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AWD issue and Question(help me)

Towarscke

Member
Joined
May 15, 2015
Messages
29
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1
City, State
Istanbul
Year, Model & Trim Level
1996 Ford Explorer V8 EB
I have 96 5.0l EddieBauer AWD. about in 98.000miles
Like any AWD, I don't have switch for H/L 4x4 on center console.

In Turkey, We have to go for a regular checks every 2 years periods; so they are able to know that it is fit for government traffic regulations. They are checking lights, brakes, seatbelts and many other things.

I told them it is AWD, please check breaks by using all wheel on roller.
as in first check, they put my vehicle on roller but just front wheels to check breaks, and then they put rear wheels on roller to check brakes. I got some noise from my vehicle and I informed the authority.

They told me that " it is not an issue.. There is nothing to worry about.."

Finally, I have a crunchy sound under my car and when I push pedal to accelerate, something hitting my front wheels(like shaft jumping gears)

I went back to the station and informed authority again and they said that "this is an old car; it is not related or occured by us"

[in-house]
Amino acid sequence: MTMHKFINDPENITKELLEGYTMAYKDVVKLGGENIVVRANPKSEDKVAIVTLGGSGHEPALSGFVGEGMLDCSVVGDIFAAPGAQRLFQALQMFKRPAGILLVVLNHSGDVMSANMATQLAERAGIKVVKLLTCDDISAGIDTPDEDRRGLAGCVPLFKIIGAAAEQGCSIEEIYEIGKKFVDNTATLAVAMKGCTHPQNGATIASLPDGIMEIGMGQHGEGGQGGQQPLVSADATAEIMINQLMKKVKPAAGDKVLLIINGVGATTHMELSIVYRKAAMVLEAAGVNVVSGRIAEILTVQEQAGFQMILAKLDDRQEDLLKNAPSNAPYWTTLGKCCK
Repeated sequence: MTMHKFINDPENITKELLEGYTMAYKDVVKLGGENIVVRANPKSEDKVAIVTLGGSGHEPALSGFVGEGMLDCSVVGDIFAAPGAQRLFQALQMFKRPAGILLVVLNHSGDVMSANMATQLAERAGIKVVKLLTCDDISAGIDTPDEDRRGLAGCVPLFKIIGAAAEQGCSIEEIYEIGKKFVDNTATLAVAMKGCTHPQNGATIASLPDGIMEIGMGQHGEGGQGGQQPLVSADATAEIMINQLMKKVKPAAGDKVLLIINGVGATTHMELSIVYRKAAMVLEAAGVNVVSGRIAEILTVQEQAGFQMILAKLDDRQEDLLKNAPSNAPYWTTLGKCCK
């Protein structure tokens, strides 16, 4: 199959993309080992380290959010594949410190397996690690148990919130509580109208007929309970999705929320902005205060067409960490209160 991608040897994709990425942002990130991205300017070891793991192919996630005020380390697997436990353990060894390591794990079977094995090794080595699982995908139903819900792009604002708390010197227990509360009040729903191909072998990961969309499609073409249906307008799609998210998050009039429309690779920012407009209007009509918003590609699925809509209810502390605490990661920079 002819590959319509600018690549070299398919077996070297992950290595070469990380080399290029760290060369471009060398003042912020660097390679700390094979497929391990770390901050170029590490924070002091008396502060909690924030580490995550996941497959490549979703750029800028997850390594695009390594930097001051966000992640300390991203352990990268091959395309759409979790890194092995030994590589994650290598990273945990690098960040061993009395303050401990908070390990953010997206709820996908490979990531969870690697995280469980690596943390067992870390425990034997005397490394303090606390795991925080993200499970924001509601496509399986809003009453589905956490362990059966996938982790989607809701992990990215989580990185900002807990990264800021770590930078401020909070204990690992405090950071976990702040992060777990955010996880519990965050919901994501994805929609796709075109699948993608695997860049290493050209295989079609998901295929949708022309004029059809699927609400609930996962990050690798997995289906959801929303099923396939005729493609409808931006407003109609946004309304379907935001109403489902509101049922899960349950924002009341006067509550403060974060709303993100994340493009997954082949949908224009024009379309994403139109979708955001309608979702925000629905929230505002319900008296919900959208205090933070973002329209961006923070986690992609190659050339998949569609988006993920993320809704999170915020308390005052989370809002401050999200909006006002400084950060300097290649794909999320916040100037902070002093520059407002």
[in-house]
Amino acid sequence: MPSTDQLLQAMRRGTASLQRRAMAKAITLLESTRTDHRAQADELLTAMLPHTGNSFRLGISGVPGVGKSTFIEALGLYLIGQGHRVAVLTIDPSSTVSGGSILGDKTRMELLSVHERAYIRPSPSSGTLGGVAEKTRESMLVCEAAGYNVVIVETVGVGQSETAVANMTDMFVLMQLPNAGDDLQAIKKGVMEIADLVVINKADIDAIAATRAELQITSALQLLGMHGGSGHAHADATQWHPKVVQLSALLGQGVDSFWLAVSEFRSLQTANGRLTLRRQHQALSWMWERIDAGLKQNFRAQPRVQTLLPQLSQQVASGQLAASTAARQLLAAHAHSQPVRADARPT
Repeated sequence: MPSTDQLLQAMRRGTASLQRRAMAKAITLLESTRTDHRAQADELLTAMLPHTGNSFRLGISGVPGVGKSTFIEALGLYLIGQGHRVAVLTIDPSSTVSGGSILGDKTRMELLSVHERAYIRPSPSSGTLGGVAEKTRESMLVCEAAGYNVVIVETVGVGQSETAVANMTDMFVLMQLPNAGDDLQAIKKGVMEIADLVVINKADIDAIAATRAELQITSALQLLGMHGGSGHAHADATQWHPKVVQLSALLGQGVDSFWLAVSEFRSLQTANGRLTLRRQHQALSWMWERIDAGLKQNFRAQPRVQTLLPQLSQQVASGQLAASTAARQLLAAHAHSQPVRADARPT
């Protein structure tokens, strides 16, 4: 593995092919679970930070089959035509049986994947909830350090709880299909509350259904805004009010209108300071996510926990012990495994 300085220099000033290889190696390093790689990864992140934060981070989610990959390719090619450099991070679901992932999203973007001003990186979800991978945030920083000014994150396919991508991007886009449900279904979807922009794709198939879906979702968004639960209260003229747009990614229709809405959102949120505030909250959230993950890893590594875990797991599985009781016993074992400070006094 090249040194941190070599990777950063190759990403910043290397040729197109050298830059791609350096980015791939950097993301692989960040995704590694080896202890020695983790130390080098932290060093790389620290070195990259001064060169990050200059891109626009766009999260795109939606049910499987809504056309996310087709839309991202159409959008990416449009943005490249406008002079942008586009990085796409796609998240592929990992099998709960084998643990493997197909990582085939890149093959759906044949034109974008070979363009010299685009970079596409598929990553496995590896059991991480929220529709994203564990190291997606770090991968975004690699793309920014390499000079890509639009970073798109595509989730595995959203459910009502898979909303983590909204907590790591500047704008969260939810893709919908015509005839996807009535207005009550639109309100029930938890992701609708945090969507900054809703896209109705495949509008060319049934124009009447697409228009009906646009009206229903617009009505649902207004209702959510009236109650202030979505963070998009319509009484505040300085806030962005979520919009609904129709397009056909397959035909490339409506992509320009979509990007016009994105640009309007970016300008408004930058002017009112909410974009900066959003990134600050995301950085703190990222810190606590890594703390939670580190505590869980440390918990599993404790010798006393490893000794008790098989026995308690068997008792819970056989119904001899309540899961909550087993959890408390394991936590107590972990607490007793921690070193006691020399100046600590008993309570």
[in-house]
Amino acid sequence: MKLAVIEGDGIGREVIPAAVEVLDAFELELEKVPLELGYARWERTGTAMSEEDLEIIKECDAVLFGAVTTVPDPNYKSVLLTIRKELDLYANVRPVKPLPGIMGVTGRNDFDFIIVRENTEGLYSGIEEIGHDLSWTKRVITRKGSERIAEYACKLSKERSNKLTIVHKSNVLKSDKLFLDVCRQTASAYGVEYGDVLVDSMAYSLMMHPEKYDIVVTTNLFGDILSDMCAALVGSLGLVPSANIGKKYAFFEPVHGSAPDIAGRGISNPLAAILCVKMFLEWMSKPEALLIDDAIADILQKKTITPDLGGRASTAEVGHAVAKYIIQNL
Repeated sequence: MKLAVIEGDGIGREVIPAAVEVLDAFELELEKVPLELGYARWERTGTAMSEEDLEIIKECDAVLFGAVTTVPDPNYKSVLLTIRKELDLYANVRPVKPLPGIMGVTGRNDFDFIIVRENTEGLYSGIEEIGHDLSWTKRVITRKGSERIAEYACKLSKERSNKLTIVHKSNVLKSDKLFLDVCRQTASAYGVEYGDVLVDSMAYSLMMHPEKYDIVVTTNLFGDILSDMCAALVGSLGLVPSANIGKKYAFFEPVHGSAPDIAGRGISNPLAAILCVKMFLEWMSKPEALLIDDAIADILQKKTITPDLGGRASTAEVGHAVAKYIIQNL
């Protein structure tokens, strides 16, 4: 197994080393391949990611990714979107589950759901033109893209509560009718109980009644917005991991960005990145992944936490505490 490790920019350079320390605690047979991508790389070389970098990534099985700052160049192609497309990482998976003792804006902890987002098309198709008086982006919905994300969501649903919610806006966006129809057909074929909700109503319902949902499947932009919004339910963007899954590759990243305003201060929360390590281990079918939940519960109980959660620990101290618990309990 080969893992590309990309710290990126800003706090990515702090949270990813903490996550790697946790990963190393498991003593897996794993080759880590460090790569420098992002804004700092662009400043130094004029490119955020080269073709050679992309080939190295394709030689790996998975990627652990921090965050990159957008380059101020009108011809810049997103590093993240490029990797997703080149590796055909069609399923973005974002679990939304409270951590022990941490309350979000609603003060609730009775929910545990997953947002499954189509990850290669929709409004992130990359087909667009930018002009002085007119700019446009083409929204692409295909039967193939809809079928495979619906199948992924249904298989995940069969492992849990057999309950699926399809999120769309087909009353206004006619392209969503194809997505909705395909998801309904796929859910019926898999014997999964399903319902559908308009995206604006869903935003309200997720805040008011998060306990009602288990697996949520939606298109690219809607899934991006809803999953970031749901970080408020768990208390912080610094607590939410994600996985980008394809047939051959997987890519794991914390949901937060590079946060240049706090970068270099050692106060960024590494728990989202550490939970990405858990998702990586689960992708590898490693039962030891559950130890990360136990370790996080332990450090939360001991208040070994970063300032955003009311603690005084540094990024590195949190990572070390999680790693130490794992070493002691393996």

I went Ford for check at Ford Service. Ford told me that "something in front transfer case seems broken and shafts are a bit loose.(having gaps).

Could I harm my car someway to have this conclusion? I mean that "is a driver able to break inside of transfer case?"

I need an info, how it can be possible in a trip while 4 wheels turning on road..
I may need offical letter to prove. Otherwise I need to pay 4000dolar for transfer case and new front/rear shafts.

Sorry if I have bad language.

IMAG0898.jpg
 



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Yes. If the inspection station used a 2 wheel roller to test the drives and brakes, they may have caused severe damage to the transfer case, drive lines, and possibly front cv axle shafts.

All 4 wheels must be on rollers for any type of dynamometer testing. Your service center should be well aware of this. For them to deny fault is complete incompetence.



In fact, just a variance of tire diameter will cause issues and possibly damage. All 4 wheels must rotate at same speed. Period.